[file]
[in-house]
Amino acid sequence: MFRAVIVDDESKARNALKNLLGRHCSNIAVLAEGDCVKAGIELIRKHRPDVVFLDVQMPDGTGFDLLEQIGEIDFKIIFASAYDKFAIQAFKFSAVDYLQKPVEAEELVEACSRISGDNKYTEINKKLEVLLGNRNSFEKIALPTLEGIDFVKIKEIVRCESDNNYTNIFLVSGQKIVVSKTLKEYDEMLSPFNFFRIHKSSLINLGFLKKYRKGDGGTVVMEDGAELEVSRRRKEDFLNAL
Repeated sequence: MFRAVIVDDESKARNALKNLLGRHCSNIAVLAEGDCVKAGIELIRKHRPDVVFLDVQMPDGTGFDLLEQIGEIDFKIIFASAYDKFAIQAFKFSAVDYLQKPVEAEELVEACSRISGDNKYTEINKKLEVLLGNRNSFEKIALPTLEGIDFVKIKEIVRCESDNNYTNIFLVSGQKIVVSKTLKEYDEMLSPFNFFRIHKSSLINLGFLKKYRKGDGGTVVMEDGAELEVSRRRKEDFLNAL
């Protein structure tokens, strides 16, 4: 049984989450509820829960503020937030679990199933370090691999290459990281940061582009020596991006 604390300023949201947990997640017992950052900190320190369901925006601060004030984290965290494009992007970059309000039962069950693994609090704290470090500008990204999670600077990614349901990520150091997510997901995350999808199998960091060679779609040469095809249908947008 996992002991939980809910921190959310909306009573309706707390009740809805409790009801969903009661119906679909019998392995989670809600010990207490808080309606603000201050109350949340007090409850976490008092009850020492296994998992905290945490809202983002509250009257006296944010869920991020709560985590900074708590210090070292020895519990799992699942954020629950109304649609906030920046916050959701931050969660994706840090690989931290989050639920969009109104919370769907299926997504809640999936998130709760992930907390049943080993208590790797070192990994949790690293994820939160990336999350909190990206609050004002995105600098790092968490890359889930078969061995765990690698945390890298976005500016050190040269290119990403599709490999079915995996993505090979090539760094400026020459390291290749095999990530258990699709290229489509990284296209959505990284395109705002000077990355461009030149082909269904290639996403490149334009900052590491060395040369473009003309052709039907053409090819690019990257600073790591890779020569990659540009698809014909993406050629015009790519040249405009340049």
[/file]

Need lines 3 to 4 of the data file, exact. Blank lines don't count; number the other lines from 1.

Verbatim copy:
Repeated sequence: MFRAVIVDDESKARNALKNLLGRHCSNIAVLAEGDCVKAGIELIRKHRPDVVFLDVQMPDGTGFDLLEQIGEIDFKIIFASAYDKFAIQAFKFSAVDYLQKPVEAEELVEACSRISGDNKYTEINKKLEVLLGNRNSFEKIALPTLEGIDFVKIKEIVRCESDNNYTNIFLVSGQKIVVSKTLKEYDEMLSPFNFFRIHKSSLINLGFLKKYRKGDGGTVVMEDGAELEVSRRRKEDFLNAL
């Protein structure tokens, strides 16, 4: 049984989450509820829960503020937030679990199933370090691999290459990281940061582009020596991006 604390300023949201947990997640017992950052900190320190369901925006601060004030984290965290494009992007970059309000039962069950693994609090704290470090500008990204999670600077990614349901990520150091997510997901995350999808199998960091060679779609040469095809249908947008 996992002991939980809910921190959310909306009573309706707390009740809805409790009801969903009661119906679909019998392995989670809600010990207490808080309606603000201050109350949340007090409850976490008092009850020492296994998992905290945490809202983002509250009257006296944010869920991020709560985590900074708590210090070292020895519990799992699942954020629950109304649609906030920046916050959701931050969660994706840090690989931290989050639920969009109104919370769907299926997504809640999936998130709760992930907390049943080993208590790797070192990994949790690293994820939160990336999350909190990206609050004002995105600098790092968490890359889930078969061995765990690698945390890298976005500016050190040269290119990403599709490999079915995996993505090979090539760094400026020459390291290749095999990530258990699709290229489509990284296209959505990284395109705002000077990355461009030149082909269904290639996403490149334009900052590491060395040369473009003309052709039907053409090819690019990257600073790591890779020569990659540009698809014909993406050629015009790519040249405009340049």